In a year full of gay plays and plays full of gay characters, Joseph Millson actually managed the rare feat of creating one of the few fully rounded, fully recognisable 'normal' characters who happened to be of the homosexual persuasion on the stage this year. His work in The Priory was excellent, creating a realistic man who was wholly believable in his indignation at being labelled one of 'the gays' yet not allowing anyone else in his kitchen, objecting to being stereotyped as being out clubbing and cruising all the time and then inviting his Gaydar trick along to the party. Also good in Every Boy Deserves Good Favour and Judgment Day this year, Millson loses out on top place for being cast in Andrew Lloyd Webber's new play, thereby forcing me to see Love Never Dies in order to see him next year.

3. Hans Kesting

An unexpected entry for sure: a Dutch actor previously unknown to me, performing six straight hours of Shakespeare in his native tongue from his wheelchair having just broken his leg, but Kesting's portrayal of Mark Antony in The Roman Tragedies was nothing short of stupendous. He exuded a raw magnetism and his chemistry with Chris Nietvelt as his Cleopatra was so electric, so sexually charged, that there was little need for the surtitles: this was acting that transcended language.
4. Andrew Lincoln

Someone initially trading a bit on past televisual glories (Egg from This Life) and a few stalkerish experiences following him round Tesco's at Islington Green, Lincoln's performance in Parlour Song at the Almeida definitely earned him a place on this list. Demonstrating an affable blokish charm throughout that had the audience in the palm of his hand, and left you totally understanding how Amanda Drew's character would slip into an affair with him and wishing that all your neighbours looked that good in a white vest!

5. George Rainsford

One word: abs! (Shame that they are obscured somewhat in the picture, but this was the best I could do!) I'm pretty sure Shakespeare never imagined All's Well That Ends Well being delivered by someone quite so boyband-perfectly-sculpted, but I can say I have never been so grateful for the £10 Travelex seats in Row B at the Olivier Theatre.




6. Oliver Thornton

Just look at the picture! His appearance in Priscilla Queen of the Desert practically redefines camp but has enough pathos in it to make him genuinely endearing, and he goes a long way here to erase the terrible terrible memories of the horror that was Rent Remixed.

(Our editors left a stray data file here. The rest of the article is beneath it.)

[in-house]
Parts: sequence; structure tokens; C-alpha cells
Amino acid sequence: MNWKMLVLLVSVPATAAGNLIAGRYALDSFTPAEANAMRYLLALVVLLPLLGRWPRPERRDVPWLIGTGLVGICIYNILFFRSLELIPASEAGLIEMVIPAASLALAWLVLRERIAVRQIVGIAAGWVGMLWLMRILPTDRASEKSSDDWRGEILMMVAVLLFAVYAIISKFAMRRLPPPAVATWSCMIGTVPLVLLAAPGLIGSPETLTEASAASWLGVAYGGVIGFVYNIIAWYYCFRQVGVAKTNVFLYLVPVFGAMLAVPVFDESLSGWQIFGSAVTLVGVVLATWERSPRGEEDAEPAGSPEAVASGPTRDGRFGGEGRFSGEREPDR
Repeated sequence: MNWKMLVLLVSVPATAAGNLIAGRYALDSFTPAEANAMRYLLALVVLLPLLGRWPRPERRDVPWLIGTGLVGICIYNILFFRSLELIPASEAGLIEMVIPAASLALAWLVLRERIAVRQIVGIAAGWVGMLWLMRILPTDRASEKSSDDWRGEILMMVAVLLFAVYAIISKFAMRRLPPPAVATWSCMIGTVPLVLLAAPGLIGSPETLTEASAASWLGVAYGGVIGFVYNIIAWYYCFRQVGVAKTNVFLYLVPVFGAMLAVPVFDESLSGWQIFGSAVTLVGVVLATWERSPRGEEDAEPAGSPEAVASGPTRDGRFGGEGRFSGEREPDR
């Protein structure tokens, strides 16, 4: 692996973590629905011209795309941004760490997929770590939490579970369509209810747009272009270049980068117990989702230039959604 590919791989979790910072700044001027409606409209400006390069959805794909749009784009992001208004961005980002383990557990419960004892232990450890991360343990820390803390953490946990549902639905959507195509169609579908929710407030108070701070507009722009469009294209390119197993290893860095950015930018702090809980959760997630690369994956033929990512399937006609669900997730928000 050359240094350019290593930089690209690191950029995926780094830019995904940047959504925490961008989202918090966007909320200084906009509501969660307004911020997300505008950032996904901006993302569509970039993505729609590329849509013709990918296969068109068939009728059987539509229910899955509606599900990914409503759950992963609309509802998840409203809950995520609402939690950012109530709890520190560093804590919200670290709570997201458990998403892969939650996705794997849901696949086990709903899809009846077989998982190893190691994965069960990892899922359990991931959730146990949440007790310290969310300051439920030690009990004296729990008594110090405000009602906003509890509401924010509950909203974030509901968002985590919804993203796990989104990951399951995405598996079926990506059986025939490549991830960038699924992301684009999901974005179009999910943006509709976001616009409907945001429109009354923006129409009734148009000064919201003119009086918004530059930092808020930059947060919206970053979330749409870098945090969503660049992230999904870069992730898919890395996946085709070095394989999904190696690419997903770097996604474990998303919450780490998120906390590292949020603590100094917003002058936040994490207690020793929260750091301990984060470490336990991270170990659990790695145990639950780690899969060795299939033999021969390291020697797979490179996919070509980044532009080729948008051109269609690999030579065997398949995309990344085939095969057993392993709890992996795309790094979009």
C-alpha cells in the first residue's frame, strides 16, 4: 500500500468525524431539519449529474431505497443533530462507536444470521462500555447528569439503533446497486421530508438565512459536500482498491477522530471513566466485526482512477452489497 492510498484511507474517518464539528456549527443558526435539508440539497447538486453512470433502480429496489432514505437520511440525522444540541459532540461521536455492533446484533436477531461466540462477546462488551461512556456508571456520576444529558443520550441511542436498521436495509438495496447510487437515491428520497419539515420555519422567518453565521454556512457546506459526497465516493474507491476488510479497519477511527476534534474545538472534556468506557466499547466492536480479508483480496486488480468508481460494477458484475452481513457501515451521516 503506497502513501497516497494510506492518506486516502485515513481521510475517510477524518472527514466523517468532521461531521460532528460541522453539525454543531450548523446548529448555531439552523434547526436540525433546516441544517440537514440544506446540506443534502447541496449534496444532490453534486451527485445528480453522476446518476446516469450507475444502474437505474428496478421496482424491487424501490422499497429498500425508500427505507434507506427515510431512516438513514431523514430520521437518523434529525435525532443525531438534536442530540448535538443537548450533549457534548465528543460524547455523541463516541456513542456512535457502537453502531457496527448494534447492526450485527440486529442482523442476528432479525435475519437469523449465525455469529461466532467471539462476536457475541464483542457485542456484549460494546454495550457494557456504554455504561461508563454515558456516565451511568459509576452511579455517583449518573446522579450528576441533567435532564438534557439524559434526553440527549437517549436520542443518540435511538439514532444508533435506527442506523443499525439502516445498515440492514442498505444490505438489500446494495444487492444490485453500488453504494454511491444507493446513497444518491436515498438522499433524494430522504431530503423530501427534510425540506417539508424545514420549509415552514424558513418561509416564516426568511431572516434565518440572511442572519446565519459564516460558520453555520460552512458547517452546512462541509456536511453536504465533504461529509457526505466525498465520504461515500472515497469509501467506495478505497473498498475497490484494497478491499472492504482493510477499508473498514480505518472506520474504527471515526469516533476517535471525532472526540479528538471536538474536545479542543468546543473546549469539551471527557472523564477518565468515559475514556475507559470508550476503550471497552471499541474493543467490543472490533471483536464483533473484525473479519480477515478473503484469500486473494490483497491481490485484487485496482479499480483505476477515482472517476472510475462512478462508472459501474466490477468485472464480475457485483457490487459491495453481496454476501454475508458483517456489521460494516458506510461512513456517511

7. Nigel Harman
I don't watch Eastenders so never really got the Little Den thing and hadn't previously seem Harman on stage, but the intimate confines of the tiny Trafalgar Studios 2 proved an excellent introduction to this gentleman's work for me. His character in Public Property was amoral, selfish and manipulative but sexy as hell and wickedly funny with it, and let's face it, everyone likes a bad boy now and then.



8. Dan Stevens

You have to admire any man who can wear the hell out of a pair of breeches and in Arcadia, Dan Stevens did some excellent work. I'd have paid a lot more attention in my maths lessons had my tutor looked like this!






9. Rupert Penry-Jones

I was initially über-excited when the cast for The Priory was announced, mostly for the opportunity to see 'Adam-from-Spooks' live on stage. And whilst he was good and tall and manly and lovely, I did have to accept that Mr Penry-Jones was playing a different character, one who was not half as intensely sexy as Adam-from-Spooks, plus he didn't look too hot in a dress, hence this rather disappointing low placing.

10. Alastair MacKenzie

In The Priory, MacKenzie's appearance was a pleasant reminder as to why I was inexplicably such a fan of Monarch of the Glen on a Sunday night. His technology-hungry travel journalist was perhaps a little too keen to get engaged to his most recent shag, and also had the difficulty of spending too much time in the play in a dress (see #9) but his devotion to his iPhone leads me to think he would definitely be no stranger to the guys with iPhone site, if ya know what I mean...!

Review: Hamlet, RSC

"What are thou that usurp'st this time of night"

The recent RSC production of Hamlet, starring David Tennant, has been filmed and was broadcast on BBC2 on Boxing Day afternoon, a curious piece of scheduling but thanks to the beauty of iPlayer, I was able to watch it as my leisure this evening. Rather than filming the play as it was performed on stage, the original cast deliver this modern-dress and modern-day adaption on location which gives it a much more filmic feel, especially with some of the camera tricks used, such as observing the action from the CCTV cameras.